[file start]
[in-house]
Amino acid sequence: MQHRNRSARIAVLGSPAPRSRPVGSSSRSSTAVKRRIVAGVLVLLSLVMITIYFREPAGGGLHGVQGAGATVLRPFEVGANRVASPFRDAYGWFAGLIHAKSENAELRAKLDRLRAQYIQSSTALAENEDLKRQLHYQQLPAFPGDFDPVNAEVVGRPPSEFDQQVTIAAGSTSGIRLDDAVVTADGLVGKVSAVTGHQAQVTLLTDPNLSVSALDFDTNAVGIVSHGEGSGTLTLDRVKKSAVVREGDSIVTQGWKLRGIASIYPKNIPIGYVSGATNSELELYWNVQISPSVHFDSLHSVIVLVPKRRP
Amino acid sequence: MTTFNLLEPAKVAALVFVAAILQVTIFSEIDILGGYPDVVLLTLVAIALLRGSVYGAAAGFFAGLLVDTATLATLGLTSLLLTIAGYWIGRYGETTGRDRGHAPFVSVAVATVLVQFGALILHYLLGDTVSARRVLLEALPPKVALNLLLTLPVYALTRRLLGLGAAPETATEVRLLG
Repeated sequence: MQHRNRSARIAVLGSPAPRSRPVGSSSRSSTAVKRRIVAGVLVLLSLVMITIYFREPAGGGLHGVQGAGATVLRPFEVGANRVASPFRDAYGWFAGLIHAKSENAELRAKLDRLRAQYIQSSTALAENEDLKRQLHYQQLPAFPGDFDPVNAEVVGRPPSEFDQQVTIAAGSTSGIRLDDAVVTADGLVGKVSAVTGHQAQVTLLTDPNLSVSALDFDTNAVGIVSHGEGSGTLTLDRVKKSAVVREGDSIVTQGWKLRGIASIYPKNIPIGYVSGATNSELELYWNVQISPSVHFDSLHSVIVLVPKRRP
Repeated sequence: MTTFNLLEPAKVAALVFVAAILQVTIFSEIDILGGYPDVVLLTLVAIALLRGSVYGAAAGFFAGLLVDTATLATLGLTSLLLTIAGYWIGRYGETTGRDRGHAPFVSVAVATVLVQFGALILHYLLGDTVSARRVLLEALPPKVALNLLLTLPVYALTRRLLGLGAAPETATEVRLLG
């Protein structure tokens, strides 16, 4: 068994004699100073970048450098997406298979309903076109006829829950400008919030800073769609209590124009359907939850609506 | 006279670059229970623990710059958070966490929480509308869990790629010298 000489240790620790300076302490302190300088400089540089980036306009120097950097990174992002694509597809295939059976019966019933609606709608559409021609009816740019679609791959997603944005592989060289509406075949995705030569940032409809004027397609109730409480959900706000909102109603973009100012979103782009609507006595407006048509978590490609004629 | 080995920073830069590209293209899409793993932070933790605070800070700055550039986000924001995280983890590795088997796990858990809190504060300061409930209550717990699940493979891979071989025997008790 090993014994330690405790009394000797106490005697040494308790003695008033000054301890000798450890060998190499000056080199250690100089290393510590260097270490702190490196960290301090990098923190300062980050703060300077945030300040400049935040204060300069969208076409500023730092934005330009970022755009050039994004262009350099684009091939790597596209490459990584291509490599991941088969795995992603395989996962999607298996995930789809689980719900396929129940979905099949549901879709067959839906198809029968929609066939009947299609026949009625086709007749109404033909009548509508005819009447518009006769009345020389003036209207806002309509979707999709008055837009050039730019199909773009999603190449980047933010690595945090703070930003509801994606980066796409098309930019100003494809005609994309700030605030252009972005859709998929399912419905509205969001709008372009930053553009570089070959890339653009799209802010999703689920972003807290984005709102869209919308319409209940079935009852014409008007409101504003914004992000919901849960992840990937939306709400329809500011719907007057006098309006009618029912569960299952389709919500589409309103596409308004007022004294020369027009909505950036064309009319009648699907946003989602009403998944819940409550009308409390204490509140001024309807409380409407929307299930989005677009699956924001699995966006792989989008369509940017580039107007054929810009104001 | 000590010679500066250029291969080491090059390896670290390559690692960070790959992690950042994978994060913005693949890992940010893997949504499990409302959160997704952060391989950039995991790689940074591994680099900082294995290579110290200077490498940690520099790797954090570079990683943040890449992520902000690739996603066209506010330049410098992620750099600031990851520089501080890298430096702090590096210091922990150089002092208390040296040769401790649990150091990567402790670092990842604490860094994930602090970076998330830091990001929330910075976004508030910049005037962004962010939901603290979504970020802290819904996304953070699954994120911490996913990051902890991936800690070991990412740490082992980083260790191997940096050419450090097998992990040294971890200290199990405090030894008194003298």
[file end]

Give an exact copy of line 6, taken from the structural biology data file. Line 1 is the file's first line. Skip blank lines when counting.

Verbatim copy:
């Protein structure tokens, strides 16, 4: 068994004699100073970048450098997406298979309903076109006829829950400008919030800073769609209590124009359907939850609506 | 006279670059229970623990710059958070966490929480509308869990790629010298 000489240790620790300076302490302190300088400089540089980036306009120097950097990174992002694509597809295939059976019966019933609606709608559409021609009816740019679609791959997603944005592989060289509406075949995705030569940032409809004027397609109730409480959900706000909102109603973009100012979103782009609507006595407006048509978590490609004629 | 080995920073830069590209293209899409793993932070933790605070800070700055550039986000924001995280983890590795088997796990858990809190504060300061409930209550717990699940493979891979071989025997008790 090993014994330690405790009394000797106490005697040494308790003695008033000054301890000798450890060998190499000056080199250690100089290393510590260097270490702190490196960290301090990098923190300062980050703060300077945030300040400049935040204060300069969208076409500023730092934005330009970022755009050039994004262009350099684009091939790597596209490459990584291509490599991941088969795995992603395989996962999607298996995930789809689980719900396929129940979905099949549901879709067959839906198809029968929609066939009947299609026949009625086709007749109404033909009548509508005819009447518009006769009345020389003036209207806002309509979707999709008055837009050039730019199909773009999603190449980047933010690595945090703070930003509801994606980066796409098309930019100003494809005609994309700030605030252009972005859709998929399912419905509205969001709008372009930053553009570089070959890339653009799209802010999703689920972003807290984005709102869209919308319409209940079935009852014409008007409101504003914004992000919901849960992840990937939306709400329809500011719907007057006098309006009618029912569960299952389709919500589409309103596409308004007022004294020369027009909505950036064309009319009648699907946003989602009403998944819940409550009308409390204490509140001024309807409380409407929307299930989005677009699956924001699995966006792989989008369509940017580039107007054929810009104001 | 000590010679500066250029291969080491090059390896670290390559690692960070790959992690950042994978994060913005693949890992940010893997949504499990409302959160997704952060391989950039995991790689940074591994680099900082294995290579110290200077490498940690520099790797954090570079990683943040890449992520902000690739996603066209506010330049410098992620750099600031990851520089501080890298430096702090590096210091922990150089002092208390040296040769401790649990150091990567402790670092990842604490860094994930602090970076998330830091990001929330910075976004508030910049005037962004962010939901603290979504970020802290819904996304953070699954994120911490996913990051902890991936800690070991990412740490082992980083260790191997940096050419450090097998992990040294971890200290199990405090030894008194003298």